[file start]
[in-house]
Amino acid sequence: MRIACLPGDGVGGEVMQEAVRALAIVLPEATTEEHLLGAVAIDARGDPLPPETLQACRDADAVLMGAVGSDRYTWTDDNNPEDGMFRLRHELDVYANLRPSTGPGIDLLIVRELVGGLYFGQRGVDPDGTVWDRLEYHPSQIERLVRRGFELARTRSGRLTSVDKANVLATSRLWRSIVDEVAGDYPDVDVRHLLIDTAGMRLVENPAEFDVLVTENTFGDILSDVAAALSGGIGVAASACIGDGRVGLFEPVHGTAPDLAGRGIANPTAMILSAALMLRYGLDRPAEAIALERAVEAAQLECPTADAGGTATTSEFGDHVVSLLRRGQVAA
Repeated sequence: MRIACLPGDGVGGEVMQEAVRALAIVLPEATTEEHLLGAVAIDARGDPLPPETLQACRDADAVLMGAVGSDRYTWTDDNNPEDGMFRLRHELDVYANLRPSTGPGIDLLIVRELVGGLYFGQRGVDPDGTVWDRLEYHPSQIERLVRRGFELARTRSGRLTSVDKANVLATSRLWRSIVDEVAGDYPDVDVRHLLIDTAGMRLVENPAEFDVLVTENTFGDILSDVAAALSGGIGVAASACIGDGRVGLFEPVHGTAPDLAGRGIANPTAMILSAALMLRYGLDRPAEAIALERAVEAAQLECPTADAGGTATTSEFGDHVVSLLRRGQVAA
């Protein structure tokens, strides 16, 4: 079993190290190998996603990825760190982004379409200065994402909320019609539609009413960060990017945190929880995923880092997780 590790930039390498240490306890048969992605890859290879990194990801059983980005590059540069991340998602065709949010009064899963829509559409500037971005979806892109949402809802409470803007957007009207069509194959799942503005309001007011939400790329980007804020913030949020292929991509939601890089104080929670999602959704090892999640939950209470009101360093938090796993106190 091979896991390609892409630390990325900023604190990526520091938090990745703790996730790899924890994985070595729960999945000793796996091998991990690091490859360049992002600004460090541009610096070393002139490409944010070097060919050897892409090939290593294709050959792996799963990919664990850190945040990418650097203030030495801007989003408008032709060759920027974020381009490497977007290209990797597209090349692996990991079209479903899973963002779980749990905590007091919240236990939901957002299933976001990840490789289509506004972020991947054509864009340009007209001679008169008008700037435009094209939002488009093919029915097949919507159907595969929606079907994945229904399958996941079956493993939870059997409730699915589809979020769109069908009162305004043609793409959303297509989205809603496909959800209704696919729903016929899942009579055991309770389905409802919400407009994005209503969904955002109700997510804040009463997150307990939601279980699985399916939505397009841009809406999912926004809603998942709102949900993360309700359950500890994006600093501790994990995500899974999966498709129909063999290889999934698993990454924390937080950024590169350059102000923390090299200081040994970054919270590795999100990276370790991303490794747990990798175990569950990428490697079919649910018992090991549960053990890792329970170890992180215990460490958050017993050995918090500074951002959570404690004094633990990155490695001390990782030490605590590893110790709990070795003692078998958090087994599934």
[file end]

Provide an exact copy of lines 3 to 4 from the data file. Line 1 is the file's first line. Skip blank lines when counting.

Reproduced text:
Repeated sequence: MRIACLPGDGVGGEVMQEAVRALAIVLPEATTEEHLLGAVAIDARGDPLPPETLQACRDADAVLMGAVGSDRYTWTDDNNPEDGMFRLRHELDVYANLRPSTGPGIDLLIVRELVGGLYFGQRGVDPDGTVWDRLEYHPSQIERLVRRGFELARTRSGRLTSVDKANVLATSRLWRSIVDEVAGDYPDVDVRHLLIDTAGMRLVENPAEFDVLVTENTFGDILSDVAAALSGGIGVAASACIGDGRVGLFEPVHGTAPDLAGRGIANPTAMILSAALMLRYGLDRPAEAIALERAVEAAQLECPTADAGGTATTSEFGDHVVSLLRRGQVAA
């Protein structure tokens, strides 16, 4: 079993190290190998996603990825760190982004379409200065994402909320019609539609009413960060990017945190929880995923880092997780 590790930039390498240490306890048969992605890859290879990194990801059983980005590059540069991340998602065709949010009064899963829509559409500037971005979806892109949402809802409470803007957007009207069509194959799942503005309001007011939400790329980007804020913030949020292929991509939601890089104080929670999602959704090892999640939950209470009101360093938090796993106190 091979896991390609892409630390990325900023604190990526520091938090990745703790996730790899924890994985070595729960999945000793796996091998991990690091490859360049992002600004460090541009610096070393002139490409944010070097060919050897892409090939290593294709050959792996799963990919664990850190945040990418650097203030030495801007989003408008032709060759920027974020381009490497977007290209990797597209090349692996990991079209479903899973963002779980749990905590007091919240236990939901957002299933976001990840490789289509506004972020991947054509864009340009007209001679008169008008700037435009094209939002488009093919029915097949919507159907595969929606079907994945229904399958996941079956493993939870059997409730699915589809979020769109069908009162305004043609793409959303297509989205809603496909959800209704696919729903016929899942009579055991309770389905409802919400407009994005209503969904955002109700997510804040009463997150307990939601279980699985399916939505397009841009809406999912926004809603998942709102949900993360309700359950500890994006600093501790994990995500899974999966498709129909063999290889999934698993990454924390937080950024590169350059102000923390090299200081040994970054919270590795999100990276370790991303490794747990990798175990569950990428490697079919649910018992090991549960053990890792329970170890992180215990460490958050017993050995918090500074951002959570404690004094633990990155490695001390990782030490605590590893110790709990070795003692078998958090087994599934």